Health care reform won a big victory in court on January 15, when a federal judge in Washington, D.C., rejected a challenge to the new health insurance marketplaces, or exchanges, created under the Affordable Care Act (ACA). . . . [T]he court rejected as unsupported by the ACA’s history the argument that Congress viewed the subsidies as a “carrot” to induce the states to run the exchanges (and so had no need to provide them on the federal exchanges). Although today there is great “red state” resistance to the exchanges, when the ACA was drafted, congressional advocates for states’ rights clamored to let the states run them, and no one assumed that they wouldn’t. The fact that Congress failed to foresee today’s political environment doesn’t change what it originally intended.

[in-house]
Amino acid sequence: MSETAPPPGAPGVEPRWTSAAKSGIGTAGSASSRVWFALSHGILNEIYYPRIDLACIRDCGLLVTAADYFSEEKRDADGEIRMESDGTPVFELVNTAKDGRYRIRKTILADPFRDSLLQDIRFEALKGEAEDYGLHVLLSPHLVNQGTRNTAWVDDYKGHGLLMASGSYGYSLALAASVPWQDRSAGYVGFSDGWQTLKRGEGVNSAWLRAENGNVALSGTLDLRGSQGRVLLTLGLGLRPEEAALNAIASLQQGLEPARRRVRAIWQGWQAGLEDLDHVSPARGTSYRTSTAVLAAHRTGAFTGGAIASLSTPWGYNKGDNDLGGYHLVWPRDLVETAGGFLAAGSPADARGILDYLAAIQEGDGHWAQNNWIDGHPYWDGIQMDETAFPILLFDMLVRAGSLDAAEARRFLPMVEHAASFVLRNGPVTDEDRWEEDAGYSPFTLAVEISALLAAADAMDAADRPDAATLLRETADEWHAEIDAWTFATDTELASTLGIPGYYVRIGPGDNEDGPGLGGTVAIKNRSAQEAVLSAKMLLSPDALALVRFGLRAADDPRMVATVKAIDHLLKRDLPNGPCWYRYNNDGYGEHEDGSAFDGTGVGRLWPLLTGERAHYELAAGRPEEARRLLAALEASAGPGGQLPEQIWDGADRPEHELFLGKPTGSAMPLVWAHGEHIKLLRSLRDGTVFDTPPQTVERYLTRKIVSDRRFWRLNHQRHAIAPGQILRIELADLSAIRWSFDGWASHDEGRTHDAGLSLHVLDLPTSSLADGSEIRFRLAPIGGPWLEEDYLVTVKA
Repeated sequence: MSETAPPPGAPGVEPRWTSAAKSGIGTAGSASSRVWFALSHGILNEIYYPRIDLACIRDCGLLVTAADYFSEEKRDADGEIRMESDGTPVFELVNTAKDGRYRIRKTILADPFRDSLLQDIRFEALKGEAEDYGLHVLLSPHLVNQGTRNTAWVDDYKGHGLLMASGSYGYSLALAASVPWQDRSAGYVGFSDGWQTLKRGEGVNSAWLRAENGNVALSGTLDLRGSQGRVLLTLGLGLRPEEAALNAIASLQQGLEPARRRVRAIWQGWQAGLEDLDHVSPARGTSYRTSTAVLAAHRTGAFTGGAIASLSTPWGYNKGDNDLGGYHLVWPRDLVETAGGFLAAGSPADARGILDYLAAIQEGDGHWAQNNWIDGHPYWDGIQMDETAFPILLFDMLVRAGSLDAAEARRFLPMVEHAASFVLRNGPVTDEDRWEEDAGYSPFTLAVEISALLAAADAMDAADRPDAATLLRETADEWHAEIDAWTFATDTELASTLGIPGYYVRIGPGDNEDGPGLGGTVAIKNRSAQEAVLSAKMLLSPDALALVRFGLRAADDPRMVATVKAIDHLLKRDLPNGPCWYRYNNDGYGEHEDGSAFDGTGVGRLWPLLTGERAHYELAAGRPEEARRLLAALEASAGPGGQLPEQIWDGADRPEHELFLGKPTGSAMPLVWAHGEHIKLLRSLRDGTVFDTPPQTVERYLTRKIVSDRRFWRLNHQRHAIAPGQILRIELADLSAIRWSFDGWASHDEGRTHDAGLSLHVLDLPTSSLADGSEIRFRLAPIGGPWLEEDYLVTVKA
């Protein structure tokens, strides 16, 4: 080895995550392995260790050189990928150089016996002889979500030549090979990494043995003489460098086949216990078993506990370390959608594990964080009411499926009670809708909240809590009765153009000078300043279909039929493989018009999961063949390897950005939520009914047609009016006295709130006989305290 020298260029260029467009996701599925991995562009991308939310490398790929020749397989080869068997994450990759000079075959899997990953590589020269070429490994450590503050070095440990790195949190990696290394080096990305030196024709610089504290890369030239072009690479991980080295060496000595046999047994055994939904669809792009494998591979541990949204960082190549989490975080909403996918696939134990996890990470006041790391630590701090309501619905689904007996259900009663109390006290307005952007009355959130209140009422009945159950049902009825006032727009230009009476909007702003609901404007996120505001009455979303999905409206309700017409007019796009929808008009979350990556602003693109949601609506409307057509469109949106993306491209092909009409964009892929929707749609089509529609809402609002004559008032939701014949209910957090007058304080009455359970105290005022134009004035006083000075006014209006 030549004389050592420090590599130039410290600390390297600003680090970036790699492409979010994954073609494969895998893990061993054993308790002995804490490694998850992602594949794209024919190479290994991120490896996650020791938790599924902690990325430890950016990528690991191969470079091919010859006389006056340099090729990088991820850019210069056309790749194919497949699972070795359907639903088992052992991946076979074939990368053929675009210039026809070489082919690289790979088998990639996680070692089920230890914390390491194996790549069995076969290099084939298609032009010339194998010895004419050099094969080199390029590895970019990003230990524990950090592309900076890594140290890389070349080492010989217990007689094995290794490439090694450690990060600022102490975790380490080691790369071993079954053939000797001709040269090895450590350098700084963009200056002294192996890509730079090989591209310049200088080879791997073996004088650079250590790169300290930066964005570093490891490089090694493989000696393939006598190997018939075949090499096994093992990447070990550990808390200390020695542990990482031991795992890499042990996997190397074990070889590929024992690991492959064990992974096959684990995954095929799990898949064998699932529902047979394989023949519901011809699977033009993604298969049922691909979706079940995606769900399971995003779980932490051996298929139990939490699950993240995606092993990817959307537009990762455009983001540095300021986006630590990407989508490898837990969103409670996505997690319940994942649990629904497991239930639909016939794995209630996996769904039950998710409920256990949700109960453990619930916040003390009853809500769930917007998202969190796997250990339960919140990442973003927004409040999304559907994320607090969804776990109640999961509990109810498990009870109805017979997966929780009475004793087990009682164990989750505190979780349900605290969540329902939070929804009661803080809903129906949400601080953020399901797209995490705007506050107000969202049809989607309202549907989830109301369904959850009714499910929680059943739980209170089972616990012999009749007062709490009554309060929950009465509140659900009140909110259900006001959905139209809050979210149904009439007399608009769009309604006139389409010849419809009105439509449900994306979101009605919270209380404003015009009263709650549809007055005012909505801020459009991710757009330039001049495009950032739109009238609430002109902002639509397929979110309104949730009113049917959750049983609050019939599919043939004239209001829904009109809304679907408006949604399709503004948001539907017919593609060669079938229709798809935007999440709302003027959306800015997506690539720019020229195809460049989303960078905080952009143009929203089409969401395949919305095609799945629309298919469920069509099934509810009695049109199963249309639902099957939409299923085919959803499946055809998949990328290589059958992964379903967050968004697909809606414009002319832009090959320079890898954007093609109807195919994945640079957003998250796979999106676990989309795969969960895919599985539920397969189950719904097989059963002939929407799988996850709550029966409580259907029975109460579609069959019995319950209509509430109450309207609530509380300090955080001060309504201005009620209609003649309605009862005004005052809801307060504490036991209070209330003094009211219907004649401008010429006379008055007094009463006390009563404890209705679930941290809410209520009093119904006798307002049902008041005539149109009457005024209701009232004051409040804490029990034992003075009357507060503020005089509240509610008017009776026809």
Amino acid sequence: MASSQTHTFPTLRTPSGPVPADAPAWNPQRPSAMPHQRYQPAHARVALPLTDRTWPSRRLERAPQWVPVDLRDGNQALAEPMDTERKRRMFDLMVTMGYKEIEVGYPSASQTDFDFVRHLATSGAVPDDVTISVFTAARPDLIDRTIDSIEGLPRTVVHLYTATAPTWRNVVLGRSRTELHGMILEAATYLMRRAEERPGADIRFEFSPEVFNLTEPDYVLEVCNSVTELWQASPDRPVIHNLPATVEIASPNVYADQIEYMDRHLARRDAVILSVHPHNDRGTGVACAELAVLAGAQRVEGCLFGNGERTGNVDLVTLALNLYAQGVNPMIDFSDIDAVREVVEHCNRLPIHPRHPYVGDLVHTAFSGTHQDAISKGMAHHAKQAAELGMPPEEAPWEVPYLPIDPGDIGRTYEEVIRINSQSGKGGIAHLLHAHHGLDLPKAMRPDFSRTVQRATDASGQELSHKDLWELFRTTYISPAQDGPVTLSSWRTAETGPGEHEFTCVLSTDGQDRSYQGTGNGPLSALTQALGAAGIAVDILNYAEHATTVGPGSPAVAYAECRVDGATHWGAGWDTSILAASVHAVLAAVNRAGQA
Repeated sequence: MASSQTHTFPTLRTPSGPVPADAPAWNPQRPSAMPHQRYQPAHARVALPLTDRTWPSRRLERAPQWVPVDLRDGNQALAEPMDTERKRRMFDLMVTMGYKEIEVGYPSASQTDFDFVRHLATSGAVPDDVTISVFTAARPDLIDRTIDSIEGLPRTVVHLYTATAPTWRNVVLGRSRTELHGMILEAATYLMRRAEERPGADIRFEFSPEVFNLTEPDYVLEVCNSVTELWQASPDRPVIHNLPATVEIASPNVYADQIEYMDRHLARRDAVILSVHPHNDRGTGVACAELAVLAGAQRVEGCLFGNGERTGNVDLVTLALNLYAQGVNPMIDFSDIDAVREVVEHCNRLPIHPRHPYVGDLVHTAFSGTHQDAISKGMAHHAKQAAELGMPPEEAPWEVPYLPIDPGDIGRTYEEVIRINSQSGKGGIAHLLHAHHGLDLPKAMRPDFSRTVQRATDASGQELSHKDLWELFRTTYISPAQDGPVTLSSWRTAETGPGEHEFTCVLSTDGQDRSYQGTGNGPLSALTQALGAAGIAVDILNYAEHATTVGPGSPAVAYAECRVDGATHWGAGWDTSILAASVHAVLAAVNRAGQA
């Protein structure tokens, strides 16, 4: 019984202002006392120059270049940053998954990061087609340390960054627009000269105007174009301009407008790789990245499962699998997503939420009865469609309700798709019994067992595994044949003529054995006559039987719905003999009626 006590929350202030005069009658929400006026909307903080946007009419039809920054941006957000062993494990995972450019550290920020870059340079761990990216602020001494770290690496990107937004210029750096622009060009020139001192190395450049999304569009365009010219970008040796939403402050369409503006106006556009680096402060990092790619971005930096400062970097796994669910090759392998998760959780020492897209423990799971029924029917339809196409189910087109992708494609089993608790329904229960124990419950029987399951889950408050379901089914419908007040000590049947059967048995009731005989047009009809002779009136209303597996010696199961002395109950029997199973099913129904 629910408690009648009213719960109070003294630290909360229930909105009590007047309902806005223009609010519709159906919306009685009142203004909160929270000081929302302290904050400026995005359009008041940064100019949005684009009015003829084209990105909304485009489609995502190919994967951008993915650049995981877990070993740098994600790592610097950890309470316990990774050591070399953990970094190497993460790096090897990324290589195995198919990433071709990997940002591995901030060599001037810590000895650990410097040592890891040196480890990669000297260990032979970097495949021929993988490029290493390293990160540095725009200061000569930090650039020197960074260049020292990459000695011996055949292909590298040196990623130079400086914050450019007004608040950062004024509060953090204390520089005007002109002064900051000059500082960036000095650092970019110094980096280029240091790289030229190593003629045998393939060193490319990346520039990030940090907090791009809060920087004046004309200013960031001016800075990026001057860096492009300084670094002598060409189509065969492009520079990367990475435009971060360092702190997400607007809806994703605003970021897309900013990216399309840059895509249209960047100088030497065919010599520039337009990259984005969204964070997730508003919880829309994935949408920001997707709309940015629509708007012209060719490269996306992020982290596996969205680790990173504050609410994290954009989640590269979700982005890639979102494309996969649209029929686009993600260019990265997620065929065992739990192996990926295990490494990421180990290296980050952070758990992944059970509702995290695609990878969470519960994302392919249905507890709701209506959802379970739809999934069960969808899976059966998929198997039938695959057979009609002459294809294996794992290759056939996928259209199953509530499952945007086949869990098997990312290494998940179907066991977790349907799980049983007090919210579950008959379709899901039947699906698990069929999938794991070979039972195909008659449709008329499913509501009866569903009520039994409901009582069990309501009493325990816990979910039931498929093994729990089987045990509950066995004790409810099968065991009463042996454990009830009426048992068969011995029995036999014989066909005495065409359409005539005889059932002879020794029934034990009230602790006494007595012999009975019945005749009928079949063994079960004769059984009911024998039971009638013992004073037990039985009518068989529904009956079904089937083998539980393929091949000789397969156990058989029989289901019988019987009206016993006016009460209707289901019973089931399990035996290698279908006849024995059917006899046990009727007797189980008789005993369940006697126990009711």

For those interested in the appeal, Gluck has posted today on the challengers’ farrago of “kitchen-sink arguments, many of which are incompatible with the basic principles of statutory construction on which their briefs purport to rely and which evince a misunderstanding of the ACA’s procedural history.”